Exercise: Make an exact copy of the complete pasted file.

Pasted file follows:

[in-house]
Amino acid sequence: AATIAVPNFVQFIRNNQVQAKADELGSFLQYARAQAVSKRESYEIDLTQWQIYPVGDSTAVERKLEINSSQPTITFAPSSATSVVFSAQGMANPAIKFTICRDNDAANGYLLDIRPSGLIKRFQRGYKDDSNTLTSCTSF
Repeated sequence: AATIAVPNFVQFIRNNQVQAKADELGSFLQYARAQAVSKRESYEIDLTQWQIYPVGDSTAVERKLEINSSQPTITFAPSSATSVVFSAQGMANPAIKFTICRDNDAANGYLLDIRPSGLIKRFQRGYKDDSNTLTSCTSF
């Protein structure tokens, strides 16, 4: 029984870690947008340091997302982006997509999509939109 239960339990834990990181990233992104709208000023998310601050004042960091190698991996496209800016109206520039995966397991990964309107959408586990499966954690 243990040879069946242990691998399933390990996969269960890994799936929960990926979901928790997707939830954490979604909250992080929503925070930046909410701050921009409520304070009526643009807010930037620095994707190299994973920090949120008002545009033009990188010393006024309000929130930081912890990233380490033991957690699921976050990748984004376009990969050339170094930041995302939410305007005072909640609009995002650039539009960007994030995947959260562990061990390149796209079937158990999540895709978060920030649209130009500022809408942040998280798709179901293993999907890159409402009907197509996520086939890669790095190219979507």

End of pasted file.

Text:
[in-house]
Amino acid sequence: AATIAVPNFVQFIRNNQVQAKADELGSFLQYARAQAVSKRESYEIDLTQWQIYPVGDSTAVERKLEINSSQPTITFAPSSATSVVFSAQGMANPAIKFTICRDNDAANGYLLDIRPSGLIKRFQRGYKDDSNTLTSCTSF
Repeated sequence: AATIAVPNFVQFIRNNQVQAKADELGSFLQYARAQAVSKRESYEIDLTQWQIYPVGDSTAVERKLEINSSQPTITFAPSSATSVVFSAQGMANPAIKFTICRDNDAANGYLLDIRPSGLIKRFQRGYKDDSNTLTSCTSF
């Protein structure tokens, strides 16, 4: 029984870690947008340091997302982006997509999509939109 239960339990834990990181990233992104709208000023998310601050004042960091190698991996496209800016109206520039995966397991990964309107959408586990499966954690 243990040879069946242990691998399933390990996969269960890994799936929960990926979901928790997707939830954490979604909250992080929503925070930046909410701050921009409520304070009526643009807010930037620095994707190299994973920090949120008002545009033009990188010393006024309000929130930081912890990233380490033991957690699921976050990748984004376009990969050339170094930041995302939410305007005072909640609009995002650039539009960007994030995947959260562990061990390149796209079937158990999540895709978060920030649209130009500022809408942040998280798709179901293993999907890159409402009907197509996520086939890669790095190219979507």